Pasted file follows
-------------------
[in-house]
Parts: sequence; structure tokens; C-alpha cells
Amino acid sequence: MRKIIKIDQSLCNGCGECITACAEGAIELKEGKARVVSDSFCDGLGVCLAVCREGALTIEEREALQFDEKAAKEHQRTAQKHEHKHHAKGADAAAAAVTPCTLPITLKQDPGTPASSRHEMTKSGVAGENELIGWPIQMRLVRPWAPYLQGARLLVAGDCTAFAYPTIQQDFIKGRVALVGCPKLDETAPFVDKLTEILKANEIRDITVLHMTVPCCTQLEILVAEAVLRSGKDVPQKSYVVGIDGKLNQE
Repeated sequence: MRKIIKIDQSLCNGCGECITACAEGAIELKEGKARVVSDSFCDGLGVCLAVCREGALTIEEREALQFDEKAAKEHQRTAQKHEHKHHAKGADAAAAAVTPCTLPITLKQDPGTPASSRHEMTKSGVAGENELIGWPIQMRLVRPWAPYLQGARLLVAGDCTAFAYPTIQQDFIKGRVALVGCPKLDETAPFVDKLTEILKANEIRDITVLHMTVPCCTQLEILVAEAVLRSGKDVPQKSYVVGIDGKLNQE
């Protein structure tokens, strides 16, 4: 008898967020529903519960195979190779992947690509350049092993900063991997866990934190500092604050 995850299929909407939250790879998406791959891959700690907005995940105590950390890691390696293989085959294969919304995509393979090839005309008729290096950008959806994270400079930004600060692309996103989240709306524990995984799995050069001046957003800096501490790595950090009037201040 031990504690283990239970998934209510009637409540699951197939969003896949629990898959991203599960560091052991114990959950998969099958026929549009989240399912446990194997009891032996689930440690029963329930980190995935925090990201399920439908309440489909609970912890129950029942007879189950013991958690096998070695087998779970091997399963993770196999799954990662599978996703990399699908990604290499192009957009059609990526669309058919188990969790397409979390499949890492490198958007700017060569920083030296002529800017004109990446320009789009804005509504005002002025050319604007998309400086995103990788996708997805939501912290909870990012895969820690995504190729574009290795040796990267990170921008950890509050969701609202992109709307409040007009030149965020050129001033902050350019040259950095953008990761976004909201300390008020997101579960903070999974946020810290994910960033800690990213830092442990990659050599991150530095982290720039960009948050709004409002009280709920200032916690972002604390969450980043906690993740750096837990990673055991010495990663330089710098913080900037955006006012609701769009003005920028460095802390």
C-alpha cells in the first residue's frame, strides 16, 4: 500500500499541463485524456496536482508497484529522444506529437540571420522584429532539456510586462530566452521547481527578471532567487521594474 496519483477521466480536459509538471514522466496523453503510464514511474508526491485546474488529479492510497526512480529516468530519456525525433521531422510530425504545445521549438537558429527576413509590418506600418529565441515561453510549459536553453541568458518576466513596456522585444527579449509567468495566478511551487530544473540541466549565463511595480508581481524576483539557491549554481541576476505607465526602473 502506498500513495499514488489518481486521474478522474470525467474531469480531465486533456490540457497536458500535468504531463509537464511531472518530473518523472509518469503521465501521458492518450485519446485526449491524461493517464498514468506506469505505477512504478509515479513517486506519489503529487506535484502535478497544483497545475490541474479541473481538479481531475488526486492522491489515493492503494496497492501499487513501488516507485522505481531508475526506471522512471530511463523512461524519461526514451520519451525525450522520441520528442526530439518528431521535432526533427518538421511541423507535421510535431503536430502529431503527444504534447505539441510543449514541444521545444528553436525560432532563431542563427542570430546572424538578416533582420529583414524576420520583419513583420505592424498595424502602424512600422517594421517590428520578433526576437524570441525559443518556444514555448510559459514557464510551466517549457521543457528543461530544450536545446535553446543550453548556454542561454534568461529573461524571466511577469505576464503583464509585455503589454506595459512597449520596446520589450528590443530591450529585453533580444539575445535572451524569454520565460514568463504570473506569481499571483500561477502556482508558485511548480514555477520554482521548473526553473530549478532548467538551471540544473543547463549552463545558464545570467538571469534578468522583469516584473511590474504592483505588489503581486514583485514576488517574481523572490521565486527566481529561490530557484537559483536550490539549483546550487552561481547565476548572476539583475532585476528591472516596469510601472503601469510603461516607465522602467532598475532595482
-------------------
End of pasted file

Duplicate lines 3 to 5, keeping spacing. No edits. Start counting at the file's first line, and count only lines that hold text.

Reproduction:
Amino acid sequence: MRKIIKIDQSLCNGCGECITACAEGAIELKEGKARVVSDSFCDGLGVCLAVCREGALTIEEREALQFDEKAAKEHQRTAQKHEHKHHAKGADAAAAAVTPCTLPITLKQDPGTPASSRHEMTKSGVAGENELIGWPIQMRLVRPWAPYLQGARLLVAGDCTAFAYPTIQQDFIKGRVALVGCPKLDETAPFVDKLTEILKANEIRDITVLHMTVPCCTQLEILVAEAVLRSGKDVPQKSYVVGIDGKLNQE
Repeated sequence: MRKIIKIDQSLCNGCGECITACAEGAIELKEGKARVVSDSFCDGLGVCLAVCREGALTIEEREALQFDEKAAKEHQRTAQKHEHKHHAKGADAAAAAVTPCTLPITLKQDPGTPASSRHEMTKSGVAGENELIGWPIQMRLVRPWAPYLQGARLLVAGDCTAFAYPTIQQDFIKGRVALVGCPKLDETAPFVDKLTEILKANEIRDITVLHMTVPCCTQLEILVAEAVLRSGKDVPQKSYVVGIDGKLNQE
């Protein structure tokens, strides 16, 4: 008898967020529903519960195979190779992947690509350049092993900063991997866990934190500092604050 995850299929909407939250790879998406791959891959700690907005995940105590950390890691390696293989085959294969919304995509393979090839005309008729290096950008959806994270400079930004600060692309996103989240709306524990995984799995050069001046957003800096501490790595950090009037201040 031990504690283990239970998934209510009637409540699951197939969003896949629990898959991203599960560091052991114990959950998969099958026929549009989240399912446990194997009891032996689930440690029963329930980190995935925090990201399920439908309440489909609970912890129950029942007879189950013991958690096998070695087998779970091997399963993770196999799954990662599978996703990399699908990604290499192009957009059609990526669309058919188990969790397409979390499949890492490198958007700017060569920083030296002529800017004109990446320009789009804005509504005002002025050319604007998309400086995103990788996708997805939501912290909870990012895969820690995504190729574009290795040796990267990170921008950890509050969701609202992109709307409040007009030149965020050129001033902050350019040259950095953008990761976004909201300390008020997101579960903070999974946020810290994910960033800690990213830092442990990659050599991150530095982290720039960009948050709004409002009280709920200032916690972002604390969450980043906690993740750096837990990673055991010495990663330089710098913080900037955006006012609701769009003005920028460095802390």